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In November 2011, Plaintiff applied for pension and retirement health benefits and was told by John Slatery, Director of Benefit Trust Administration, that he was ineligible for retirement health benefits because his time of service was short by six days. ( Id. ¶ ¶ 40-41). Slatery directed Perry to discuss with IBT's Secretary-Treasurer the possibility of securing employment for six days to " bridge his time," ( id. ¶ ¶ 42-45) a practice which Plaintiff alleges the IBT " consistently" permitted. ( Id. ¶ 34). Plaintiff was assured he would be permitted to work for six additional days, but was later informed that his retiree health benefits application was denied. ( Id. ¶ ¶ 42-44). Perry sent a letter " appealing the denial" on April 6, 2012 and requested an " explanation of the reason for the denial." ( Id. ¶ 44). According to an August 1, 2012 letter sent by Perry to Slatery, Perry confirmed in a telephone conversation on April 9, 2012 that the intent of the April 6 letter was " to appeal the denial and receive a written explanation of why he was not eligible for retiree health benefits and why he was not being giving [sic] the opportunity to be bridged to age 65 for coverage." ( Id. ¶ ¶ 45-46, 57). During this call, Slatery told Perry he would forward the appeal to the Health and Welfare Board of the IBT Benefit Trust. ( Id. ¶ 47). On April 11, 2012 the IBT sent Plaintiff a letter informing Plaintiff that his application for retirement benefits had been denied. ( Id. ¶ 49). The April 11 letter indicated " that Plaintiff could appeal to the Administrative Committee" but did not " contain the requisite ERISA documents or detail Plaintiff's rights as required under 29 C.F.R. § 2560.503-1(h)(2)(ii)." [3] ( Id. ¶ 50-51). Although the letter did not include detailed information about the appeals process, it did refer to the Teamster Benefit Trust's Guide to Your Benefits, specifically to excerpts setting forth the length of service requirements for lifetime retirement coverage. (Def. Ex. 3).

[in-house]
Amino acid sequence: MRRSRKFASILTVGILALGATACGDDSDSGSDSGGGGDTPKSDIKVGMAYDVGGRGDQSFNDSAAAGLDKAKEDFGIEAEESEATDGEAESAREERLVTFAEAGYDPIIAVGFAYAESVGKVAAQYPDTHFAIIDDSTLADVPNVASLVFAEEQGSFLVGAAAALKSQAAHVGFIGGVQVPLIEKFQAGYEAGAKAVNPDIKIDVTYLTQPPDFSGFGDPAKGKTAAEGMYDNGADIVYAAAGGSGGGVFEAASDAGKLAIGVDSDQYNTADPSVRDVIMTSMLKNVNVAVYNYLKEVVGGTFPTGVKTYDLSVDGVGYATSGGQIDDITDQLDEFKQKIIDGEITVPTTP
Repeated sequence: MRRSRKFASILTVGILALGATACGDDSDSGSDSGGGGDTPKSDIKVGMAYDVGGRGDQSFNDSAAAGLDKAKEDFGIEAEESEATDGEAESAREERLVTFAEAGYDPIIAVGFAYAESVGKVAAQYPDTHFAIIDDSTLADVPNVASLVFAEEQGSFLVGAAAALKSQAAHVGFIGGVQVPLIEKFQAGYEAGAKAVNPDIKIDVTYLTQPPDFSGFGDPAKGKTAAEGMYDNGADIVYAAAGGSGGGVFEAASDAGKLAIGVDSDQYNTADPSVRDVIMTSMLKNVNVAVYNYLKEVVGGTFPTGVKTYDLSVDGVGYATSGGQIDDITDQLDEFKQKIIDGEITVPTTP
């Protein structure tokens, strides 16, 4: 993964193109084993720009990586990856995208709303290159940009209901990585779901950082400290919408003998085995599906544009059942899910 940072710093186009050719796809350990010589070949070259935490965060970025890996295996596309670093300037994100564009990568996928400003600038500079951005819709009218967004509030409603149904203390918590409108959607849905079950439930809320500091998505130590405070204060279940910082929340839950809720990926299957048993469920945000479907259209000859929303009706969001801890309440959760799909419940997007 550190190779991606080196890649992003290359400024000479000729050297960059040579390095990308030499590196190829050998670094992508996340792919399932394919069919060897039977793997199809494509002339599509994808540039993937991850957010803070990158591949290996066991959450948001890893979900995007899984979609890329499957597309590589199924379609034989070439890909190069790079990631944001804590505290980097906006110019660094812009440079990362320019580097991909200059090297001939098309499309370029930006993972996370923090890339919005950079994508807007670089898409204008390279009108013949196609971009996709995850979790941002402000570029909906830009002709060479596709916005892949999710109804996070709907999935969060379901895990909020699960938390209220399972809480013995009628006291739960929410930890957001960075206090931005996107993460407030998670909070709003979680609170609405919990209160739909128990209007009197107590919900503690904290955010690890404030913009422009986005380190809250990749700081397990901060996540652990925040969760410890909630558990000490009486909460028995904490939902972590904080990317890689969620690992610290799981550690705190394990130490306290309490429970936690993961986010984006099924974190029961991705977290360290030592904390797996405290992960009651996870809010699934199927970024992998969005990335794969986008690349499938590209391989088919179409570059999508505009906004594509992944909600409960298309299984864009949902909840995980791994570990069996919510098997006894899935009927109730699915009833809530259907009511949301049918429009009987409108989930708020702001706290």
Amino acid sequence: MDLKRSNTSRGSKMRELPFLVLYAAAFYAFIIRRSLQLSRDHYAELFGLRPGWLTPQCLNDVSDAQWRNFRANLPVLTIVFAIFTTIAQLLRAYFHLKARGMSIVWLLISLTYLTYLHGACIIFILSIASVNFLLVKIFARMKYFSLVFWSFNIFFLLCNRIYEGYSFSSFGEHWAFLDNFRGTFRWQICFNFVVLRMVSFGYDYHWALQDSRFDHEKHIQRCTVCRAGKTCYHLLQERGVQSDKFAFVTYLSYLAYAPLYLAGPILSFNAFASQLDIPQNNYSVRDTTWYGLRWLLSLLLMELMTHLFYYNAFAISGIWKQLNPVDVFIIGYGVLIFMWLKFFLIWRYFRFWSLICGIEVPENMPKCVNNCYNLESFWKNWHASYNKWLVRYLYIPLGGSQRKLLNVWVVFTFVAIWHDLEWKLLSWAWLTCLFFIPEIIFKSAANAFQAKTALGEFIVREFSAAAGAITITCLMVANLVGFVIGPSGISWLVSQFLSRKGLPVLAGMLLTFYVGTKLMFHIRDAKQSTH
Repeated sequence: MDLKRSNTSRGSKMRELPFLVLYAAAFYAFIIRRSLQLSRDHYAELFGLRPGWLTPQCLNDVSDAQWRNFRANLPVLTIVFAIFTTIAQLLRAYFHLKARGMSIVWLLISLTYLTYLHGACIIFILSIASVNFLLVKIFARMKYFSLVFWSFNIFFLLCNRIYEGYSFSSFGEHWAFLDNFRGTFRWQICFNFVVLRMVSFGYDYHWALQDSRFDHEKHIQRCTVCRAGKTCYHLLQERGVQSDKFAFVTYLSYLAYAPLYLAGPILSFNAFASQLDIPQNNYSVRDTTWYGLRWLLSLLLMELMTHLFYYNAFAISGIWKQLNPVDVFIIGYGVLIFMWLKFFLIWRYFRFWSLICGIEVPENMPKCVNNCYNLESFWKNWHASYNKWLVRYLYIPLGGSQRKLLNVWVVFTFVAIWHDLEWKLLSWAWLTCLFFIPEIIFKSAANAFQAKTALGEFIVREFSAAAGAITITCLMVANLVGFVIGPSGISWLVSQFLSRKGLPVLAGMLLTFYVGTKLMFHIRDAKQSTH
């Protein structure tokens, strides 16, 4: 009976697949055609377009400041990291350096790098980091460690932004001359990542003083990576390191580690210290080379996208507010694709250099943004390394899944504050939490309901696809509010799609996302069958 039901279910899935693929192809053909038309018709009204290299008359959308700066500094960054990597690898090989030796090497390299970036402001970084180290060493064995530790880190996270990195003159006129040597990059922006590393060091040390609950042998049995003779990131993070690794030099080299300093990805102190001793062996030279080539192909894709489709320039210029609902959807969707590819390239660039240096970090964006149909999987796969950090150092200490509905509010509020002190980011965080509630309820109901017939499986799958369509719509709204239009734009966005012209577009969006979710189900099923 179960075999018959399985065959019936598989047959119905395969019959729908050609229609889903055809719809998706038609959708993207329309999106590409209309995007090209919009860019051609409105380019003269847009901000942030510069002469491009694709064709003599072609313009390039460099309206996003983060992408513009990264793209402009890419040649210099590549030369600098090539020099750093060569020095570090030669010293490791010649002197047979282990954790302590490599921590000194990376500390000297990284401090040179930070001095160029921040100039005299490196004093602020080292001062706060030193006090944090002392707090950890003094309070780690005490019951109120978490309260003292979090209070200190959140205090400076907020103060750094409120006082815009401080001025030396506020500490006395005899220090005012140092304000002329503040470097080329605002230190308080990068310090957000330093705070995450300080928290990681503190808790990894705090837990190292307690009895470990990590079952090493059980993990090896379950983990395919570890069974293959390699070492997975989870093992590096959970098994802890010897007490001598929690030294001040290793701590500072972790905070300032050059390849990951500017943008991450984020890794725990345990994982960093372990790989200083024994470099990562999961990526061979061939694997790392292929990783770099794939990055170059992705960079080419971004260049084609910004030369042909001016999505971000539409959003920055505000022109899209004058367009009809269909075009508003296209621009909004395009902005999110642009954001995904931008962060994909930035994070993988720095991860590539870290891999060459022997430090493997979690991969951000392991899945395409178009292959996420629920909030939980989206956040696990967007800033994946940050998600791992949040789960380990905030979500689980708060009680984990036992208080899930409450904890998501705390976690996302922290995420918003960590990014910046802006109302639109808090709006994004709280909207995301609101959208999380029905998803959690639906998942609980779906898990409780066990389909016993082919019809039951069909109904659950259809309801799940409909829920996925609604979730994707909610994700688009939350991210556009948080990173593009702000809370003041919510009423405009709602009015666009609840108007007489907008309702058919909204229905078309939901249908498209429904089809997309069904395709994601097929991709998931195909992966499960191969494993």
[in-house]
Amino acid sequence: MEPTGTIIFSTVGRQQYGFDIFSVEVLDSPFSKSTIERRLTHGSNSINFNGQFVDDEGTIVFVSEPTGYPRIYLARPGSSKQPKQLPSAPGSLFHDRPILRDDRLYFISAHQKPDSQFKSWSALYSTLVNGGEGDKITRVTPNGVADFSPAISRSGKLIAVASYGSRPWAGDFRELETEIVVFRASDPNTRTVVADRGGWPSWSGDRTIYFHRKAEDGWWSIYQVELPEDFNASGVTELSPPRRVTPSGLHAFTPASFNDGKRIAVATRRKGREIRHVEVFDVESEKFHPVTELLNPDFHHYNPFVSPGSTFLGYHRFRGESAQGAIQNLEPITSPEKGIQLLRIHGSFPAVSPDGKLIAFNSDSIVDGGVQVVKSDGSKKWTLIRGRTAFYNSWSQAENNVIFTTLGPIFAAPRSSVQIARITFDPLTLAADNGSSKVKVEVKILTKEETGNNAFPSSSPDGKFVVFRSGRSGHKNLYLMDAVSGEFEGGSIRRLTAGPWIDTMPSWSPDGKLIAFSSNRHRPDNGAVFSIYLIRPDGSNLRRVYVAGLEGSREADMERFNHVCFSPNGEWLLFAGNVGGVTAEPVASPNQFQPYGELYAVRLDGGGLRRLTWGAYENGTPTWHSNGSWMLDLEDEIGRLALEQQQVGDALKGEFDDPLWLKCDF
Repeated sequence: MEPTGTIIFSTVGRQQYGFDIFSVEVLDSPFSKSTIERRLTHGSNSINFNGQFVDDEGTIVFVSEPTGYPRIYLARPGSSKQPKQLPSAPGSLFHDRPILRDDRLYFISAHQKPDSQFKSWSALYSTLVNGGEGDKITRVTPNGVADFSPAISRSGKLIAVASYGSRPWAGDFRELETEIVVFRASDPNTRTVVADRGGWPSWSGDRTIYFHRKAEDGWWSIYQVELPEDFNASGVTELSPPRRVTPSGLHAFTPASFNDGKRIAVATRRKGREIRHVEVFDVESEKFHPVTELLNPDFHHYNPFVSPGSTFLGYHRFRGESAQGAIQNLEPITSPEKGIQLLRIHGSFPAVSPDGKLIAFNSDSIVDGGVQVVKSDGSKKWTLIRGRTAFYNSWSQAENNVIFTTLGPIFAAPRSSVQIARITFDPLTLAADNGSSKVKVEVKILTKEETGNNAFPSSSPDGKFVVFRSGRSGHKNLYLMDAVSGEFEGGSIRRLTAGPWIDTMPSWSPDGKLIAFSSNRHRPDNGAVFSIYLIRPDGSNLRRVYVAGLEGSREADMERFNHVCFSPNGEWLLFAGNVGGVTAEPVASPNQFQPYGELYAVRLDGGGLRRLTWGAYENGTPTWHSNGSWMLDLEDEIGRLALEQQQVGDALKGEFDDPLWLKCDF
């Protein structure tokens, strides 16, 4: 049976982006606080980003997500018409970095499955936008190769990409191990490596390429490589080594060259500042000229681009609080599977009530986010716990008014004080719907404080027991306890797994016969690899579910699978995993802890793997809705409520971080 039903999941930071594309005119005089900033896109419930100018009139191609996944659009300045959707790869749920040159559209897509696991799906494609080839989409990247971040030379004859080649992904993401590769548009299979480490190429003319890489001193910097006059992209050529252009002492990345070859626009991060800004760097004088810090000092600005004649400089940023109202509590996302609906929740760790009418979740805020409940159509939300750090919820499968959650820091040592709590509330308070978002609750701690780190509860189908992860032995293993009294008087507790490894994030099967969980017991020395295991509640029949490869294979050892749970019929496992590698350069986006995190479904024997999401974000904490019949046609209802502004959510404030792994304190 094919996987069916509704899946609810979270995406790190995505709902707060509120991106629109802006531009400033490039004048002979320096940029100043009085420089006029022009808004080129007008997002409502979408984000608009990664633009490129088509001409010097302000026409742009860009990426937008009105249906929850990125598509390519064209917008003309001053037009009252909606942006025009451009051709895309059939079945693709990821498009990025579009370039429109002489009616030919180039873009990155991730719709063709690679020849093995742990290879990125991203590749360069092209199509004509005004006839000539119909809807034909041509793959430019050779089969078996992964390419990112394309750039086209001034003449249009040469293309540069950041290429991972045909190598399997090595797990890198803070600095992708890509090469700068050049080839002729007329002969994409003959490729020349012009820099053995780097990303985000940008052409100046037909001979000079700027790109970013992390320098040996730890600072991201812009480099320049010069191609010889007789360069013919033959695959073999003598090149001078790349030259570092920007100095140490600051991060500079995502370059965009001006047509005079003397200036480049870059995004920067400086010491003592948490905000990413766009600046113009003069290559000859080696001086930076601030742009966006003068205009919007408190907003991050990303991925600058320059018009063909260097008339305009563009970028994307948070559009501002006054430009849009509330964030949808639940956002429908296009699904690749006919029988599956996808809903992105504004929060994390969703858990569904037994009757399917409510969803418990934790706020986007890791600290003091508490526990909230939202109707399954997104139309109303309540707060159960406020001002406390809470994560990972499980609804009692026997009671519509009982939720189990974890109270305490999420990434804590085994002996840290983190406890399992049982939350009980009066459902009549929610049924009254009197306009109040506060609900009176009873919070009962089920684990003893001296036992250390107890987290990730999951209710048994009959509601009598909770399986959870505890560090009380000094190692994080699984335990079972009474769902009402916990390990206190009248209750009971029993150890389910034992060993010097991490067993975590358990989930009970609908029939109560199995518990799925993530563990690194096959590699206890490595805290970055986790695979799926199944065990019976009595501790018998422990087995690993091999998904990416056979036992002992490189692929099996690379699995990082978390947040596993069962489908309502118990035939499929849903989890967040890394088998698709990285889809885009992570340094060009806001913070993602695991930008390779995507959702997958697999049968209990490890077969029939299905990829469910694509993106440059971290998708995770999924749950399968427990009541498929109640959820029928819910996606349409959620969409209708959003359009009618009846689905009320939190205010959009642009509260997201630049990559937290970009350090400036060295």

Plaintiff sent a letter on August 1, 2012 to John Slatery confirming the April 9 telephone call and specifically " confirming that he was informed by [sic] Mr. Slatery was going to forward his appeal to the Administrative Committee." ( Id. ¶ 57). Approximately one year later, on June 17, 2013, counsel for Perry requested " any and all documentation and policies and determinations related to the award of bridge time to union members to enable them to qualify for retiree benefits" from the IBT and explicitly indicated that Perry was not filing an appeal. ( Id. ¶ 63). In response, the IBT sent counsel for Perry copies of the April 6 and August 1 letters

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but did not send " any information reflecting the deliberations of Plaintiff's appeal request, or any documents reflecting the required ERISA information as set forth in the regulations governing claim administration under Section 503." ( Id. ¶ ¶ 65-66).

The Second Amended Complaint asserts two counts. Count I seeks equitable relief and appears to point to two separate bases for that relief. ( Id. ¶ ¶ 67-77). First, Plaintiff argues that IBT breached its obligations under ERISA to disclose certain plan documents and procedures, which interfered with his ability to seek review of the denial of his benefits. ( Id. ¶ ¶ 70-72). Second, Plaintiff seeks reformation of the plan to make Plaintiff eligible for benefits if he served for at least as much time as any individual who received retirement benefits, regardless of whether that individual ...